WASHINGTON — Forget health care and Afghanistan. A House subcommittee on Wednesday swung into one of the most heated topics: How college football decides which two teams will play in the national championship game.
In the end, the commerce and consumer protection subcommittee of the House Energy and Commerce Committee on a voice vote backed legislation that would effectively overturn college football's Bowl Championship Series, or BCS, as the current selection system is known.
The new legislation is designed to force the BCS to create a playoff system. Currently, the BCS selects the two teams for the national championship through an average of two polls and six independent computer systems that weigh teams by won-loss records and other data and determine which are the top two.
The new legislation would bar the BCS from referring to its big final game as the national championship, require that all conferences be considered equally in the current ranking system, and distribute television revenue and other income equally among all conferences.
The legislation faces an uncertain future. Karen Lightfoot, a spokeswoman for Rep. Henry Waxman, D-Calif., the chairman of the House Energy and Commerce Committee, who'd have to push the bill, said Waxman hopes the subcommittee vote "will spur the colleges to address this issue on their own to create a fair and equitable college football playoff system."
The BCS was dismissive, however.
"With all the serious matters facing our country, surely Congress has more important issues than spending taxpayer money to dictate how college football is played," BCS executive director Bill Hancock said in a statement. "The consensus among the presidents, athletics directors, coaches and faculty from the 120 major universities is that the current system is the best."
The legislation was sparked by the BCS's determination this year that the country's top football teams are the University of Texas and the University of Alabama, both of which were undefeated. They'll meet on Jan. 7 in Pasadena, Calif., for the BCS National Championship.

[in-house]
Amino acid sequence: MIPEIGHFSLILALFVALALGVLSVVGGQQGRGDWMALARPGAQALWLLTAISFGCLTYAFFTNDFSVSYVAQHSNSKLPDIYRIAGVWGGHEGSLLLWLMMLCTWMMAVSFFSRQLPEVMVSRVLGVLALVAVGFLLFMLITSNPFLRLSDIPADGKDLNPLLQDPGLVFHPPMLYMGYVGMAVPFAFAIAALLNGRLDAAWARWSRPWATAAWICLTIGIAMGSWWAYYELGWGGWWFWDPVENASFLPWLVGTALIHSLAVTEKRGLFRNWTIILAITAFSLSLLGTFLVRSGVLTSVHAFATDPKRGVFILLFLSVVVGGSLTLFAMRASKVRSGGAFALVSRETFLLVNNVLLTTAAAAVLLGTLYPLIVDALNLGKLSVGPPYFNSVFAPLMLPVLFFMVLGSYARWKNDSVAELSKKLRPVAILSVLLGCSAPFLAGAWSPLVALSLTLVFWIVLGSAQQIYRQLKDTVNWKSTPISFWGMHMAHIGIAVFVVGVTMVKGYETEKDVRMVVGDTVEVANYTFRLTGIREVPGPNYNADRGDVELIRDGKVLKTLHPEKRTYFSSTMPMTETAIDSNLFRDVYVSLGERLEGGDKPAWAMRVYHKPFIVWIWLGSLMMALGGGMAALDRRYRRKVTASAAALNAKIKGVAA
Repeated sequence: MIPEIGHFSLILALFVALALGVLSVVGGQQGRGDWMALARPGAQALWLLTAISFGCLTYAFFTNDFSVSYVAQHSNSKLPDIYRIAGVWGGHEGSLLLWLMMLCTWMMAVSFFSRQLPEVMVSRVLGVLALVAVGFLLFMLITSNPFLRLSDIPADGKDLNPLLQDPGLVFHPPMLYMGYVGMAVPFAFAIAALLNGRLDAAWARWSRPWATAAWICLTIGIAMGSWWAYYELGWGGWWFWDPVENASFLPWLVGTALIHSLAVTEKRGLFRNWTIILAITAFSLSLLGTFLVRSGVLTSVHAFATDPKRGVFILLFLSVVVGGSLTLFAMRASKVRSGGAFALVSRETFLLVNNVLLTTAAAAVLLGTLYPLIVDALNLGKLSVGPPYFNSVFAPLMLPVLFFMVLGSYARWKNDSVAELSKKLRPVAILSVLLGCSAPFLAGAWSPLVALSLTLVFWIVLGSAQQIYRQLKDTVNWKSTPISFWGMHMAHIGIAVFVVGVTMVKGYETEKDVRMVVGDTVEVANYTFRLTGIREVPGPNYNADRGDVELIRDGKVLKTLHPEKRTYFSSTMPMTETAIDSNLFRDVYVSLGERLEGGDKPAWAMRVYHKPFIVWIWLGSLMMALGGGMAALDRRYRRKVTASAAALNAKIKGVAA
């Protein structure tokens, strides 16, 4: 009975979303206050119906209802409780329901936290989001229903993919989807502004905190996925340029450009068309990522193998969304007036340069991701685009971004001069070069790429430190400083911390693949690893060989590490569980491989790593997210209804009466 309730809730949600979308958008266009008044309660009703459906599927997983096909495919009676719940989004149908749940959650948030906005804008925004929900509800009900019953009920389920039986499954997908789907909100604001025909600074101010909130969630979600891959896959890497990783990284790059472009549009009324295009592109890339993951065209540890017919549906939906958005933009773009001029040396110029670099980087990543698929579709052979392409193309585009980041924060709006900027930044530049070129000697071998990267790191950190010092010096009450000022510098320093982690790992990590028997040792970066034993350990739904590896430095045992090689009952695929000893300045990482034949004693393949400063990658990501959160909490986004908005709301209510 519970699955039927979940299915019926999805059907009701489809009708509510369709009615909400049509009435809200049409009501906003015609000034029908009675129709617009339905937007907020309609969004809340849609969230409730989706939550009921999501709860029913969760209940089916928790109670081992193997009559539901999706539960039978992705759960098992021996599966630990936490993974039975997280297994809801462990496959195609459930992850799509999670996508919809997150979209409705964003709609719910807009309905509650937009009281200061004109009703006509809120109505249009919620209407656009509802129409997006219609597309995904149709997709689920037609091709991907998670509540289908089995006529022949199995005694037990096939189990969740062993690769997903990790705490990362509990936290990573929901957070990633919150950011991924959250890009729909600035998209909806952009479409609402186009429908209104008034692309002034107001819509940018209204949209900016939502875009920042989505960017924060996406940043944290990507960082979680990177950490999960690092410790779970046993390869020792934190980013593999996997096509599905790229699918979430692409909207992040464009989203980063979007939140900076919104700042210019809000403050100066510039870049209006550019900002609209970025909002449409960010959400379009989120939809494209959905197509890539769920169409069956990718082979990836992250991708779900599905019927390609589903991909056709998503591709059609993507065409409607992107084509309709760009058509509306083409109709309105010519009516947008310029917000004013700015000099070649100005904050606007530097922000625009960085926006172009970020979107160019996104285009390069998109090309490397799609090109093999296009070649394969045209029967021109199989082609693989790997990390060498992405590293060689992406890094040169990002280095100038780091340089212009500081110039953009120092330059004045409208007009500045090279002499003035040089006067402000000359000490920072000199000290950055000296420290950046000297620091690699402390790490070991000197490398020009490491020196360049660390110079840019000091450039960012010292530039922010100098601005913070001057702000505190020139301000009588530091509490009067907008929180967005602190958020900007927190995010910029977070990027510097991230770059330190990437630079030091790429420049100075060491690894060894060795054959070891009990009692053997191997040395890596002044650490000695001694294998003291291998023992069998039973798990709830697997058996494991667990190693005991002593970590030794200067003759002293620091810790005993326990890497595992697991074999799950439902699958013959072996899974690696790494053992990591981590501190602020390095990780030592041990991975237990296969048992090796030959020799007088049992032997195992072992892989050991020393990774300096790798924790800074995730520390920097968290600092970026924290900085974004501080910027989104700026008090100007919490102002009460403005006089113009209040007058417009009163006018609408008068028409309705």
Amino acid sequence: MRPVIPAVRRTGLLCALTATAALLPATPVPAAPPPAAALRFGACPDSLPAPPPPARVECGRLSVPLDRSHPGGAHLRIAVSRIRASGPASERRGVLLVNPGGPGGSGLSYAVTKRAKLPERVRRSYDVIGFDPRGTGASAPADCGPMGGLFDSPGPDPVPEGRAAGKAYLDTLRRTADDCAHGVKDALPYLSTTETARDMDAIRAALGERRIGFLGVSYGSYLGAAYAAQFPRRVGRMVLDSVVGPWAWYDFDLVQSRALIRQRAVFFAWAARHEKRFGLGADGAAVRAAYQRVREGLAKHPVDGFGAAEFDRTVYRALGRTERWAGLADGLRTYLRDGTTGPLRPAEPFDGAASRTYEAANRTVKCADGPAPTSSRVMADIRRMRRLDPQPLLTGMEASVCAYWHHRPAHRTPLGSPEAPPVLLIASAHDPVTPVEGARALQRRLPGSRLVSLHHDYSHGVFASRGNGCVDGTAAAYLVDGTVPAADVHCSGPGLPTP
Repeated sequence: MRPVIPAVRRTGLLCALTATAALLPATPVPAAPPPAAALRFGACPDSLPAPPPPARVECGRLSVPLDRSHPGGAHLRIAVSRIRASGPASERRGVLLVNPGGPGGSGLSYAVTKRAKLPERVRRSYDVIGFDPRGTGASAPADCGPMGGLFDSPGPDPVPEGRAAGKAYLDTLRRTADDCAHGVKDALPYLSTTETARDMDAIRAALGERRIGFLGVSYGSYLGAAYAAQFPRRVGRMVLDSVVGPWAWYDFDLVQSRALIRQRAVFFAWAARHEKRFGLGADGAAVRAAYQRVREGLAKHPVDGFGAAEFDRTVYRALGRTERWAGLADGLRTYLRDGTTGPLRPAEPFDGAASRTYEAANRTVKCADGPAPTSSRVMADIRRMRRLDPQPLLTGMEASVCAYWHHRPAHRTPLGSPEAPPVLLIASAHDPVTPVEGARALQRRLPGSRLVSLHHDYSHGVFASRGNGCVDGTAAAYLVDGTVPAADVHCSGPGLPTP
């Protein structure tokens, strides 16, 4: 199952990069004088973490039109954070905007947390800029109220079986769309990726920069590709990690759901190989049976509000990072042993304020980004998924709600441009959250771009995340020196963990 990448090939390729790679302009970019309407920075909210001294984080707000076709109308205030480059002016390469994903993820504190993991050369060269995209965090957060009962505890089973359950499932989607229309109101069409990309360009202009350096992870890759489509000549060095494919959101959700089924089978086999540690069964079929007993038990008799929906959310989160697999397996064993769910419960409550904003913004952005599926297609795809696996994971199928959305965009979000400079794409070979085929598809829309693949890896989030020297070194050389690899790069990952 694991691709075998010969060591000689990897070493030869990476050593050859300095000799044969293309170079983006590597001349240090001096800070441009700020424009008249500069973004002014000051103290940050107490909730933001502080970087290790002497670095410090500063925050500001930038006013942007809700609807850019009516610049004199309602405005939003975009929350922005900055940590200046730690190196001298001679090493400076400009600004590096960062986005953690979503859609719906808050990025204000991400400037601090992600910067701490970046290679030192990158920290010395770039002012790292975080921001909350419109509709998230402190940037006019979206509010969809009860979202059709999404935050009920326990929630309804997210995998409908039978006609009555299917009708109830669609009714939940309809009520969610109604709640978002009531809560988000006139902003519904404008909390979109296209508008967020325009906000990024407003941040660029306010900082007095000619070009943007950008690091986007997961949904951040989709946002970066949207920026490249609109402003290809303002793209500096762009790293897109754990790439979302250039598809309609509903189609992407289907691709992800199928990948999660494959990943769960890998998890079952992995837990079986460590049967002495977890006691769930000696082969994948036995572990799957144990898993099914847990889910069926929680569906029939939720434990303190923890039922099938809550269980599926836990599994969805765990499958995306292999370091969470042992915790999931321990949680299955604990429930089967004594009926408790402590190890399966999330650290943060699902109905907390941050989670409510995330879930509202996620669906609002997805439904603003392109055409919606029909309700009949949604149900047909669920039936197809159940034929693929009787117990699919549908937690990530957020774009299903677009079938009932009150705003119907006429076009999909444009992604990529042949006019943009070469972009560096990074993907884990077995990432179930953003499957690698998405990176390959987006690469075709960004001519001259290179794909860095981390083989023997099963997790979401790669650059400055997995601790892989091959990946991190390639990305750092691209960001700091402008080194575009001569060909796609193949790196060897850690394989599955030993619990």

However, three other teams also are undefeated — Texas Christian University, Boise State and the University of Cincinnati — and proponents of the legislation say the BCS system unfairly discriminated against them.
"What can we say? It's December, and the BCS is in chaos again. We have two excellent undefeated teams that are going to play for the so-called national championship," said Rep. Joe Barton, R-Texas, who proposed the legislation.
However, he added, TCU, Boise State and Cincinnati "have played the same number of games, played the same number of opponents and their players and fans have no chance to say that they might play in the ultimate game of football and be the national champions."
TCU and Boise State will meet in the Fiesta Bowl in Phoenix on Jan. 4. Cincinnati will play Florida in the Sugar Bowl in New Orleans on Jan. 1.
Barton, whose congressional district borders Fort Worth, the home of TCU, decried the BCS as an economic cartel.
He was joined in his push by a bipartisan majority, including the subcommittee's chairman, Rep. Bobby Rush, D-Ill. Only one dissenting voice was heard when the vote was taken, from Rep. John Barrow, D-Ga.
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